The backers have offered all kinds of other justifications, none of which has ever stood the test of time, but you get the picture. They will say and promise anything. You can't trust a single word they say about it. They just want their road, and they think the rest of us are fools.

Last week City Council member Philip Kingston published a "naughty and nice" list of people for and against the toll road, which was both amusing and useful. Soon after, Dallas Morning News editorial writer Rudy Bush wrote a blog item taking Kingston to task gently for failing to include the names of the big behind-the-scenes backers. Bush's piece, however, pointed out two contradictory things about the toll road debate: 1) everybody always says "follow the money," because that's what they said in that movie about Nixon, and 2) It's hard to follow the money on the toll road, because building it would so obviously be detrimental to the interests of big landholders.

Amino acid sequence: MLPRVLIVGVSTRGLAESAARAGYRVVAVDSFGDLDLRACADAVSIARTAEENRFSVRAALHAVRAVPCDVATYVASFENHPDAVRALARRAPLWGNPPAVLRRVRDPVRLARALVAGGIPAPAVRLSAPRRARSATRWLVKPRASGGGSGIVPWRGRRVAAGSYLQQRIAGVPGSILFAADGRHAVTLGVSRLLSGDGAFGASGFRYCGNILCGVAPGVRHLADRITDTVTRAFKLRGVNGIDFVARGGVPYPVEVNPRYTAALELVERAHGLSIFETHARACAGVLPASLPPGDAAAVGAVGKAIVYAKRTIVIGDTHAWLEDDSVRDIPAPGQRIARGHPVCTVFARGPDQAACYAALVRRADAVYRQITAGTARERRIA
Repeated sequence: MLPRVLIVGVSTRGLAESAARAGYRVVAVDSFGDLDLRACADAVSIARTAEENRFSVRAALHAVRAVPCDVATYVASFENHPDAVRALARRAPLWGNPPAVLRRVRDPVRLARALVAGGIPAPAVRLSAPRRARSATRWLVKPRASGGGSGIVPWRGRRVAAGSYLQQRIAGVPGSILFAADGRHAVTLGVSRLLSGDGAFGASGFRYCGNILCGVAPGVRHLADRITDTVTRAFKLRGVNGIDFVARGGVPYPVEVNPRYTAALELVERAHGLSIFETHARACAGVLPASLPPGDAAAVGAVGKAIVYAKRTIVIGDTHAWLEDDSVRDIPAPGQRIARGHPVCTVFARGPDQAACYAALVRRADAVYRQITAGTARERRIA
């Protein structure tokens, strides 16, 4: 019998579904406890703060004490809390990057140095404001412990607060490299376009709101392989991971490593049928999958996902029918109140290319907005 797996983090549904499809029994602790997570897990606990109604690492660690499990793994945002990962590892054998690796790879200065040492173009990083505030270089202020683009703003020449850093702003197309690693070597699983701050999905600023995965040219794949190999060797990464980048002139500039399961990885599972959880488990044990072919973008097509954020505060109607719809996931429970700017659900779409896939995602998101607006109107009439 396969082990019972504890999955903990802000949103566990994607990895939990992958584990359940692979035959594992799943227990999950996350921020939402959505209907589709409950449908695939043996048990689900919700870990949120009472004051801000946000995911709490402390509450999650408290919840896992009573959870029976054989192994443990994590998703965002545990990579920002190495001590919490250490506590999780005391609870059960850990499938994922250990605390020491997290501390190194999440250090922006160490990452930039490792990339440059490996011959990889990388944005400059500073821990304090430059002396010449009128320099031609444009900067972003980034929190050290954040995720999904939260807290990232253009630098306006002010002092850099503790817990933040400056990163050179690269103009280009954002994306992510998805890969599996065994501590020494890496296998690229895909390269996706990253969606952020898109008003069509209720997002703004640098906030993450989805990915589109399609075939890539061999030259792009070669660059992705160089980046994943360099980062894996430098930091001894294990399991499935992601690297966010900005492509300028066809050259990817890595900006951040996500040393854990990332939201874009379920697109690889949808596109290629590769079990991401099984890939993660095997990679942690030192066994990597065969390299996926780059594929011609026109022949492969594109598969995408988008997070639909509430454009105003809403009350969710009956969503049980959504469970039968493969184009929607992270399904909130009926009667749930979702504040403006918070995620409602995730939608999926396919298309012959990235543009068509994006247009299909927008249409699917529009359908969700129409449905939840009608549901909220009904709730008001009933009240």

Yeah. That's the point. It doesn't make sense as a money deal, doesn't really add up financially for anybody, because it's not a money thing, not really. It's a cluelessness deal. Think of Marie Antoinette pretending to be a milkmaid. Think of the tsar and his daughters skating around the decks of their yacht to the merry accompaniment of a small orchestra while Petrograd falls. Continuing to pursue the Trinity toll road is the kind of thing you do if you have no inkling of the real world around you but you are very happy anyway.

Design tweaks? No, I don't think so, unless I misunderstand what a design tweak is. For instance: Marie Antoinette's eventual fate. Was that a design tweak?